If you're in the market for a new boat, there are several key aspects to consider. Many individuals find themselves choosing between a pontoon and a deck boat. Choosing the best one for you depends on your specific boating preferences.
Factors to consider:
1. Cost: Typically, deck boats come with a higher price tag compared to pontoons. However, as you explore more luxurious pontoon models, the price can resemble that of a deck boat. Additionally, the choice of engine can significantly impact the overall cost, sometimes accounting for up to 50% of the boat's price. While both styles vary in price, in most cases, deck boats tend to be more expensive.
2. Size and Space: The physical dimensions of deck and pontoon boats can be quite similar. Your decision should revolve around the intended purpose of your boat. Deck boats generally accommodate up to 12 people, whereas the spacious layout of pontoon boats can comfortably and safely accommodate up to 16 people on larger models. Pontoon boats have been known for offering exceptional value by providing ample space for a favorable price point.
Deck boats can entertain a dozen people as well, but your choice should depend on the type of space you desire. Most deck boats feature forward-facing seating, which is enjoyable at high cruising speeds. In contrast, pontoons offer the flexibility for passengers to face any direction, even allowing you to rearrange furniture while entertaining friends or family. Both boat types provide a fair amount of storage space, but generally speaking, pontoon boats offer more storage.
3. Hull, Stability, and Ride: Pontoon boats have flat decks that extend across two pontoons, known as a multi-hull design. This design is ideal for socializing, providing stability both when moving and at rest on the water. On the flipside, deck boats use V-hulls that cut through the water for quicker acceleration compared to traditional pontoons. However, if a pontoon aims to reach the same speed as a deck boat, it will require more fuel to do so.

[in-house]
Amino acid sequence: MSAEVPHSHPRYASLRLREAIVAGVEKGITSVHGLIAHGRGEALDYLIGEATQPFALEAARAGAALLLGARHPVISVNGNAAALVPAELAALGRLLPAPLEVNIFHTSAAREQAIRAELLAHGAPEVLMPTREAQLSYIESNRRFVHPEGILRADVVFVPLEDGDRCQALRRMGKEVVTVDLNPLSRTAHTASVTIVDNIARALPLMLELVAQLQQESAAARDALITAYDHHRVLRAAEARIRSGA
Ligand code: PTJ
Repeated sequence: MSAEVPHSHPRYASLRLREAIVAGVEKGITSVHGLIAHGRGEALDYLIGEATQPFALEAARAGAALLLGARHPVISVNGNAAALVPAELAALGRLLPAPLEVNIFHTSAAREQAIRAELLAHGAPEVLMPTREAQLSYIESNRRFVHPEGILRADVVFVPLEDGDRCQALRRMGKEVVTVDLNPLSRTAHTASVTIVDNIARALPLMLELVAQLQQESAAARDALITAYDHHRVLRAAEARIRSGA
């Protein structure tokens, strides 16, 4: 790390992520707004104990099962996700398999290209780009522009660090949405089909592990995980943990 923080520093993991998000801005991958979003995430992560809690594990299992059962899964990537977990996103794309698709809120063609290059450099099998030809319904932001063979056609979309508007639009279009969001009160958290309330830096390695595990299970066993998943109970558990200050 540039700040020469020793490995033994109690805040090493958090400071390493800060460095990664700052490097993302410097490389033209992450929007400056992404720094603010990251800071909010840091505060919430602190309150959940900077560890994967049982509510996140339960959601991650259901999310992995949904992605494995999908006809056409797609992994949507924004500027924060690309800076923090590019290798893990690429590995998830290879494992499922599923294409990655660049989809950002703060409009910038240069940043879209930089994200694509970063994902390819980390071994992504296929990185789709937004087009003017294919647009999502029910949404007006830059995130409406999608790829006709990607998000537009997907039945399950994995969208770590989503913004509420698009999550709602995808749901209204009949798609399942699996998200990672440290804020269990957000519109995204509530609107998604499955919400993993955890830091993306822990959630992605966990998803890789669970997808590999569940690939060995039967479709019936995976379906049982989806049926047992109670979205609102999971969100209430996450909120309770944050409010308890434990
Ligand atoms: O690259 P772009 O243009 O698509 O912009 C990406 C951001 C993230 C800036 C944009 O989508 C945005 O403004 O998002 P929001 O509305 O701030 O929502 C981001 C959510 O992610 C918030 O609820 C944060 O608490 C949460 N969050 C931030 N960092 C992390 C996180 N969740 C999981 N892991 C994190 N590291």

Nevertheless, pontoons tend to be more fuel-efficient overall. The downside of the fiberglass V-hull lies in its central axis, making the boat more susceptible to rocking from wind, waves, or passenger movement. Innovations like Manitou's V-Toon Technology offer a solution, mimicking a traditional V-hull shape while maintaining the stability of traditional pontoons. In essence, deck boats excel in slicing through the water, while pontoon boats offer a steady ride whether in motion or at rest.
4. Activities: Recent power increases in pontoon boats, contingent on the engine choice, have narrowed the gap between what you can do on a deck boat compared to a pontoon boat, especially with V-Toon performance. For example, a pontoon boat equipped with a 150-horsepower engine is sufficient for tubing or water skiing.
However, experienced tubers or skiers may not achieve the same level of air as on a deck boat, which generates more wake. If fishing is your preferred water activity, a pontoon boat is the superior choice. While it's possible to fish from a deck boat, the stable platform and additional room on a pontoon boat provide a distinct advantage when reeling in your catch.
5. Maintenance: Proper boat maintenance is crucial for both deck and pontoon boats. However, the most noticeable difference lies in hull maintenance. Aluminum pontoons are significantly easier to clean and maintain compared to the fiberglass hull of a deck boat. Deck boat hulls require regular wiping down after each day on the water to prevent water spots, which can become difficult to remove if not addressed promptly.
Which Is Right for You?
In summary, pontoon boats remain a great value on the water, continuously advancing in style and power without sacrificing the essential spaciousness ideal for socializing and entertaining. Deck boats offer a bit less space for social activities but often provide quicker water traversal, even if it entails sacrificing some stability and necessitating diligent maintenance. If you desire the best of both worlds, consider exploring Manitou's performance pontoons.